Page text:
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Sony Moves to Dismiss Other OS Class-Action Lawsuit

Sony has filed a motion to dismiss the class-action lawsuit, which was filed back in April against Sony over the removal of "Other OS" support on...

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Sony has filed a motion to dismiss the class-action lawsuit, which was filed back in April against Sony over the removal of "Other OS" support on the PlayStation 3, reports IGN.

Citing the language in the PlayStation 3 warranty, System Software License Agreement, and the PSN Terms of Service, Sony explains that you actually don't own the software on your PlayStation 3.

These contracts specifically provide PS3 purchasers with a license, not an ownership interest, in the software and in the use of the PSN, and provide that SCEA has the right to disable or alter software features or terminate or limit access to the PSN, including by issuing firmware updates. Plaintiffs therefore cannot succeed in any of their claims because SCEA's alleged alteration/disablement of PS3 features including the Other OS, was entirely proper and authorized.

This line of thinking was recently upheld by the Ninth Circuit court in a case between a man who attempted to re-sell four copies of AutoDesk's AutoCAD software. Autodesk argued that the software was licensed by the original buyer and that buyer does not have the right to sell it without AutoDesk's permission.

Sony also claims that none of the major marketing materials focused on the Other OS functionality and claims that most people either were not aware of the functionality or did not purchase the console to use Other OS. The United States Air Force might disagree, however, as the branch had been using PS3 consoles for cluster-based computing in research projects.

A judge will hear both sides of the case on November 4. "We plan on vigorously opposing these motions and we hope to have them decided in November," a representative of plaintiffs told IGN. "In the meantime, we have requested that Sony turn over its internal documents about why the 'Other OS' feature was removed and we look forward to reviewing those materials."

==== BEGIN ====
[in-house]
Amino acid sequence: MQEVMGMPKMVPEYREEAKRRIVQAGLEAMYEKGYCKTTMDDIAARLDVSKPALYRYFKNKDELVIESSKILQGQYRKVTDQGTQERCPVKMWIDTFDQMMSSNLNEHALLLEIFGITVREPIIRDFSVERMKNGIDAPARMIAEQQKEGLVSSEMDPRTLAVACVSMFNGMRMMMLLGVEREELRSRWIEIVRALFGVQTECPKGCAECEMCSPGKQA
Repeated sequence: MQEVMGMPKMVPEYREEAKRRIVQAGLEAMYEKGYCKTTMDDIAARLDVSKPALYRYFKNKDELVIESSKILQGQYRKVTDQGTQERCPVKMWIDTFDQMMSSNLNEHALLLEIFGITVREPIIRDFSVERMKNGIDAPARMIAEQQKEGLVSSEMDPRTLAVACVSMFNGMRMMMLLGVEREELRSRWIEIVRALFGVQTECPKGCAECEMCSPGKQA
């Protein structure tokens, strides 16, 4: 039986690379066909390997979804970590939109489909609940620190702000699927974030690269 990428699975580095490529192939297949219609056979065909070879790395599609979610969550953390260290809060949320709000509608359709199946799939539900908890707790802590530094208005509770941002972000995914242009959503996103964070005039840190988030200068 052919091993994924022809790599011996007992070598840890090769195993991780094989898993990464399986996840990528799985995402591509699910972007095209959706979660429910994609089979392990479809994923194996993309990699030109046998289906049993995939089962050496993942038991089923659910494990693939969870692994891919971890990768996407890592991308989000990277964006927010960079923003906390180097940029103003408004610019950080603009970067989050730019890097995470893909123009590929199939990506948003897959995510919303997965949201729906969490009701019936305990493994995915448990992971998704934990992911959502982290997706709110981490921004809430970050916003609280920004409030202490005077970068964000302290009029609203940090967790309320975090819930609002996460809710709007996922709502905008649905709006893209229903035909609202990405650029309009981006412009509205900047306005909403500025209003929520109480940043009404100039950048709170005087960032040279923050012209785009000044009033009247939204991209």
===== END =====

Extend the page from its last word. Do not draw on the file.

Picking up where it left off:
From The Chatty

  • reply
    September 20, 2010 1:28 PM

    That line of thinking is completely different than the AutoCAD case. You're taking a hardware product that was sold with specific features vs. a purely software license. Clearly we don't license the PS3 itself from sony, but they've made it impossible to use all the advertised features. Either you use Other OS and can't update, thus preventing you from actually using it to play new games or use the other advertised features, or you drop the Other OS support.

    • reply
      September 20, 2010 1:37 PM

      What they are arguing is that you only have a license to the software on the hardware you bought, making it sort of similar to the AutoCAD case (to my non-lawyer brain).

      • reply
        September 20, 2010 2:01 PM

        Very telling is the use of the term "firmware". Ie. Not quite hardware, but not quite software. If "firmware" is considered closer to to the physical machine, then it might fall more under the property/goods and less software/service aspect.

        While one could argue it's just semantics (a cute term for a specific type of software), the distinction was made, and remains in use, for a reason.

      • reply
        September 20, 2010 2:02 PM

        I don't think the court would find in their favor on that; purchasing the hardware is clearly a sale, not a license, and the software is fundamentally required to use it. If they would still allow you to do core things (play new games, etc) with the other OS functionality, that might work, but as is I doubt it.

        • reply
          September 20, 2010 5:00 PM

          An operating system is also required to use a computer you buy at a store, but it still comes with a software license.